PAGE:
Triad: a distributed sharednothing rdf engine based on asynchronous message passing
 In Proceedings of the 2014 ACM SIGMOD International Conference on Management of Data, SIGMOD ’14
, 2014
"... We investigate a new approach to the design of distributed, sharednothing RDF engines. Our engine, coined “TriAD”, combines joinahead pruning via a novel form of RDF graph summarization with a localitybased, horizontal partitioning of RDF triples into a gridlike, distributed index structure. The ..."
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Cited by 11 (0 self)
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We investigate a new approach to the design of distributed, sharednothing RDF engines. Our engine, coined “TriAD”, combines joinahead pruning via a novel form of RDF graph summarization with a localitybased, horizontal partitioning of RDF triples into a gridlike, distributed index structure. The multithreaded and distributed execution of joins in TriAD is facilitated by an asynchronous Message Passing protocol which allows us to run multiple join operators along a query plan in a fully parallel, asynchronous fashion. We believe that our architecture provides a so far unique approach to joinahead pruning in a distributed environment, as the more classical form of sideways information passing would not permit for executing distributed joins in an asynchronous way. Our experiments over the LUBM, BTC andWSDTS benchmarks demonstrate that TriAD consistently outperforms centralized RDF engines by up to two orders of magnitude, while gaining a factor of more than three compared to the currently fastest, distributed engines. To our knowledge, we are thus able to report the so far fastest query response times for the above benchmarks using a midrange server and regular Ethernet setup.
Communication complexity of approximate maximum matching in distributed graph data
, 2013
"... We consider the problem of computing an approximate maximum matching in a graph that consists of n vertices whose edges are stored across k distributed sites in a data center. We are interested in characterizing the communication complexity of this problem which is of primary concern in data center ..."
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Cited by 8 (4 self)
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We consider the problem of computing an approximate maximum matching in a graph that consists of n vertices whose edges are stored across k distributed sites in a data center. We are interested in characterizing the communication complexity of this problem which is of primary concern in data centers where communication bandwidth is a scarce resource. Our main result is that any algorithm that finds an αapproximate maximum matching has a communication complexity of Ω(α2kn). Perhaps surprisingly, we show that this lower bound matches an upper bound of a simple sequential algorithm, showing that no benefits can be obtained with respect to the communication cost despite the full flexibility allowed by the underlying computation model. Our lower bound for matching also implies lower bounds for other important graph problems in the distributed computation setting, including maxflow and graph sparsification. Other main contribution of this paper is a new approach for multiparty randomized communication complexity for graph problems that is of wide applicability.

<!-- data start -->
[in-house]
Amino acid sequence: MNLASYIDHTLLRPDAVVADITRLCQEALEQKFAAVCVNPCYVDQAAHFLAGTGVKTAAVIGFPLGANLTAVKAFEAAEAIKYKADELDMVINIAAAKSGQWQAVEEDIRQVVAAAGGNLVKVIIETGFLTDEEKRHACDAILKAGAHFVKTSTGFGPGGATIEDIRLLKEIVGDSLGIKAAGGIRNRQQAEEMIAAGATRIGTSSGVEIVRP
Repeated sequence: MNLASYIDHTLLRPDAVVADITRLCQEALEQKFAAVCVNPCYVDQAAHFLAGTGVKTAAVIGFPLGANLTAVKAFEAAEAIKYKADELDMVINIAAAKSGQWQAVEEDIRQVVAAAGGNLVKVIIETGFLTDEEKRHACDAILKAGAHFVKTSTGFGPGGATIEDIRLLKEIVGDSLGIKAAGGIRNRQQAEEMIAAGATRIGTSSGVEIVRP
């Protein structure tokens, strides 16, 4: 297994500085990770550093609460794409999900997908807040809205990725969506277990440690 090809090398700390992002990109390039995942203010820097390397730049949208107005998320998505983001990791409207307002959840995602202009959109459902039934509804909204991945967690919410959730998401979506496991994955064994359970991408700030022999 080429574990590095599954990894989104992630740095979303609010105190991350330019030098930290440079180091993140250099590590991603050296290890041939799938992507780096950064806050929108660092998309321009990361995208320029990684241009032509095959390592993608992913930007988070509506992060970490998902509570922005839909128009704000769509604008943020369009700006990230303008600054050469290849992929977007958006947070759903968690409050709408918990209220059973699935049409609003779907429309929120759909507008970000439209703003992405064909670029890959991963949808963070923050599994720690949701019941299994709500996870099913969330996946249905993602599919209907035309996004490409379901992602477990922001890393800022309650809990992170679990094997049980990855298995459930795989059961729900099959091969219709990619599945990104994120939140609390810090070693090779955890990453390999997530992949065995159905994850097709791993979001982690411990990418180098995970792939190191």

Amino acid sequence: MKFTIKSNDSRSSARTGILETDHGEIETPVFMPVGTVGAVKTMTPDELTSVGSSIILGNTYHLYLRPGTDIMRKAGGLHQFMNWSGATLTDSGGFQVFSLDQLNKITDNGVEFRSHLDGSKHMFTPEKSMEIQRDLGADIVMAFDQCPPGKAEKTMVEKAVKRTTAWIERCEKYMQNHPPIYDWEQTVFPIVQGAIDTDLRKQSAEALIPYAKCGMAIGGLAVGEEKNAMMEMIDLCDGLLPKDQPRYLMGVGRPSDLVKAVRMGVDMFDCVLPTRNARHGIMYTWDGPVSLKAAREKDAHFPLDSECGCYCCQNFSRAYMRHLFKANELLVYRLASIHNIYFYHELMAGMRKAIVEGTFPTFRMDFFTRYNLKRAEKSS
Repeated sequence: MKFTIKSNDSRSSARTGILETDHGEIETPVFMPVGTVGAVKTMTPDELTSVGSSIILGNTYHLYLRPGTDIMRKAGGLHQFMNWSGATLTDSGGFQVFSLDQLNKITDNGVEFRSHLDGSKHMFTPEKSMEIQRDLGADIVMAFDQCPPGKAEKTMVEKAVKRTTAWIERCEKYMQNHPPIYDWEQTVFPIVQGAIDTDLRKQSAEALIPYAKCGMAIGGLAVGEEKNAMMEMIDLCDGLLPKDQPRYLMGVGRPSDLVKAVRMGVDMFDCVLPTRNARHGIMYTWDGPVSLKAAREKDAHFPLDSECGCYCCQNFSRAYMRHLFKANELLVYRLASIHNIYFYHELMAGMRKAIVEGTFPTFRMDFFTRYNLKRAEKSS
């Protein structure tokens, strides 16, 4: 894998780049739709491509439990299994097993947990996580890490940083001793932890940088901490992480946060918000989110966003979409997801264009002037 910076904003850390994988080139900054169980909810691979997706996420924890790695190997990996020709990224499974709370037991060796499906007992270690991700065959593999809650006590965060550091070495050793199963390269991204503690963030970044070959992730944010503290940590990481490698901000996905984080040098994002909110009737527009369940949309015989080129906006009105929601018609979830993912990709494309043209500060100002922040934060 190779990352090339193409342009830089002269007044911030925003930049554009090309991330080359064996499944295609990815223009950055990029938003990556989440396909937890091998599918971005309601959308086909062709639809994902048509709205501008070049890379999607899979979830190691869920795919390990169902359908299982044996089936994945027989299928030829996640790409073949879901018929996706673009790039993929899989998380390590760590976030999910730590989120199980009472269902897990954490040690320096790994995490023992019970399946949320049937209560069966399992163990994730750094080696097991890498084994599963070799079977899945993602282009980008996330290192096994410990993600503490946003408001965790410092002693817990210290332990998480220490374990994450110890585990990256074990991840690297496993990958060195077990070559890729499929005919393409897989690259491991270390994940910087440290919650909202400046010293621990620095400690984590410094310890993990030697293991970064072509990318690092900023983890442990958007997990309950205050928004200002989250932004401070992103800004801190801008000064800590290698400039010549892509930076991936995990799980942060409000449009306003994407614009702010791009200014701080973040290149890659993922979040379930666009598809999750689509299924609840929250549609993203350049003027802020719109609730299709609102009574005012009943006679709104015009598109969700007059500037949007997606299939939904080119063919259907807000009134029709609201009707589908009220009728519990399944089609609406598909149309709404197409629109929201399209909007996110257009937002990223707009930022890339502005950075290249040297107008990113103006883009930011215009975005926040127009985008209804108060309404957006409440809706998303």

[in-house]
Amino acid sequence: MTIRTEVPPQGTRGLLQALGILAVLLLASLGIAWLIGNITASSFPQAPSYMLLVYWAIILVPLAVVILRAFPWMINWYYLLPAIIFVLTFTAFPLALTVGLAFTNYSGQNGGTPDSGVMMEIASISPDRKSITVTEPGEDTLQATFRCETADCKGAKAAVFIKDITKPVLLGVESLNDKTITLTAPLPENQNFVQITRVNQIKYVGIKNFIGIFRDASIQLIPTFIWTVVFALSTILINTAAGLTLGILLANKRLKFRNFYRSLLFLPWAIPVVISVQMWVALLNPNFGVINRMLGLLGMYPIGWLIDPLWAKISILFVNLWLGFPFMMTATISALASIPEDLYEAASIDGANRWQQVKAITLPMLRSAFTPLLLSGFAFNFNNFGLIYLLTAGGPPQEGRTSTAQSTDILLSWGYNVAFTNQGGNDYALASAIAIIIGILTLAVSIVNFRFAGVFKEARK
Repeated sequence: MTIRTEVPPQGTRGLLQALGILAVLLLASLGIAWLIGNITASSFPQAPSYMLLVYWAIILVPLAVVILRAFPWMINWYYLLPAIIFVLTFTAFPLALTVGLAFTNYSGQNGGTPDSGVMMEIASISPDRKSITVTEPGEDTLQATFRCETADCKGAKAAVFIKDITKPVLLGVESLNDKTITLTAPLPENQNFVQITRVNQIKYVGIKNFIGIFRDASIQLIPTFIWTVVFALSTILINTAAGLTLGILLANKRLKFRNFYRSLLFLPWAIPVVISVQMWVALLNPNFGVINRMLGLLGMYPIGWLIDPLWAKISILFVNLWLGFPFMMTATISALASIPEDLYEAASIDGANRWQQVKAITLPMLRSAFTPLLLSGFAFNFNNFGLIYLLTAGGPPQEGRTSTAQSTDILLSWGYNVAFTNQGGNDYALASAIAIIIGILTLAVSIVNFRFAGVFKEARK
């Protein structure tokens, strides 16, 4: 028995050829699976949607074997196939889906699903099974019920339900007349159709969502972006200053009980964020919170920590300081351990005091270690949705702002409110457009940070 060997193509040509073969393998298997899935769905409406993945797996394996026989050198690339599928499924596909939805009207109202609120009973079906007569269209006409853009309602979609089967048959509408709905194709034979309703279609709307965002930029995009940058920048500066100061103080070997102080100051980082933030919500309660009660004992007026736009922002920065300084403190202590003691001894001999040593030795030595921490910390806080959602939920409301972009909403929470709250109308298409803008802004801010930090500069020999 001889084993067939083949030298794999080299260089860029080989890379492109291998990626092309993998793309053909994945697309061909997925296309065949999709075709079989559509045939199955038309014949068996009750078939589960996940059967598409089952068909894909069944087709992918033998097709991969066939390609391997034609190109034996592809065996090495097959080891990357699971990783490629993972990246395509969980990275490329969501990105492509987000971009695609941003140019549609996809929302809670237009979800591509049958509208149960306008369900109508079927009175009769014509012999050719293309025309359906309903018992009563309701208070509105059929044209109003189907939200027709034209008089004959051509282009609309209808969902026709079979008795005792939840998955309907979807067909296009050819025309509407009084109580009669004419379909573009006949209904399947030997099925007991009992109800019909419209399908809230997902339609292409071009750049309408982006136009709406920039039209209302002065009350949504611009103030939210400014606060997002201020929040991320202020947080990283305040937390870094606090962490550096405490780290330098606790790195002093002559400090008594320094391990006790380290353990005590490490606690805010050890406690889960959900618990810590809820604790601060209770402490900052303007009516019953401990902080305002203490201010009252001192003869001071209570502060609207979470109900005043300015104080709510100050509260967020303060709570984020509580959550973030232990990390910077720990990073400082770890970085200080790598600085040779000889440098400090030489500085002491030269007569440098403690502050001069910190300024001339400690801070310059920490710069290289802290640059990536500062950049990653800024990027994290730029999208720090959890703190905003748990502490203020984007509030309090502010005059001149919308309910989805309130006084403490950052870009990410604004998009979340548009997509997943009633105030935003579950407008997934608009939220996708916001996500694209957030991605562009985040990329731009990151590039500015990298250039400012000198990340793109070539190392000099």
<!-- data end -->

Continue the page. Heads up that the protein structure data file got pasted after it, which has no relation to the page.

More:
Pregelix: Big(ger) Graph Analytics on A Dataflow Engine
"... There is a growing need for distributed graph processing systems that are capable of gracefully scaling to very large graph datasets. Unfortunately, this challenge has not been easily met due to the intense memory pressure imposed by processcentric, message passing designs that many graph process ..."
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Cited by 6 (0 self)
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There is a growing need for distributed graph processing systems that are capable of gracefully scaling to very large graph datasets. Unfortunately, this challenge has not been easily met due to the intense memory pressure imposed by processcentric, message passing designs that many graph processing systems follow. Pregelix is a new open source distributed graph processing system that is based on an iterative dataflow design that is better tuned to handle both inmemory and outofcore workloads. As such, Pregelix offers improved performance characteristics and scaling properties over current open source systems (e.g., we have seen up to 15× speedup compared to Apache Giraph and up to 35 × speedup compared to distributed GraphLab), and more effective use of available machine resources to support Big(ger) Graph Analytics. 1.
LFGraph: Simple and fast distributed graph analytics
 in Proceedings of the First ACM Conference on Timely Results in Operating Systems, ser. TRIOS ’13. ACM
, 2013
"... Abstract Distributed graph analytics frameworks must offer low and balanced communication and computation, low preprocessing overhead, low memory footprint, and scalability. We present LFGraph, a fast, scalable, distributed, inmemory graph analytics engine intended primarily for directed graphs. L ..."
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Cited by 5 (1 self)
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Abstract Distributed graph analytics frameworks must offer low and balanced communication and computation, low preprocessing overhead, low memory footprint, and scalability. We present LFGraph, a fast, scalable, distributed, inmemory graph analytics engine intended primarily for directed graphs. LFGraph is the first system to satisfy all of the above requirements. It does so by relying on cheap hashbased graph partitioning, while making iterations faster by using publishsubscribe information flow along directed edges, fetchonce communication, singlepass computation, and inneighbor storage. Our analytical and experimental results show that when applied to reallife graphs, LFGraph is faster than the best graph analytics frameworks by factors of 1x5x when ignoring partitioning time and by 1x560x when including partitioning time.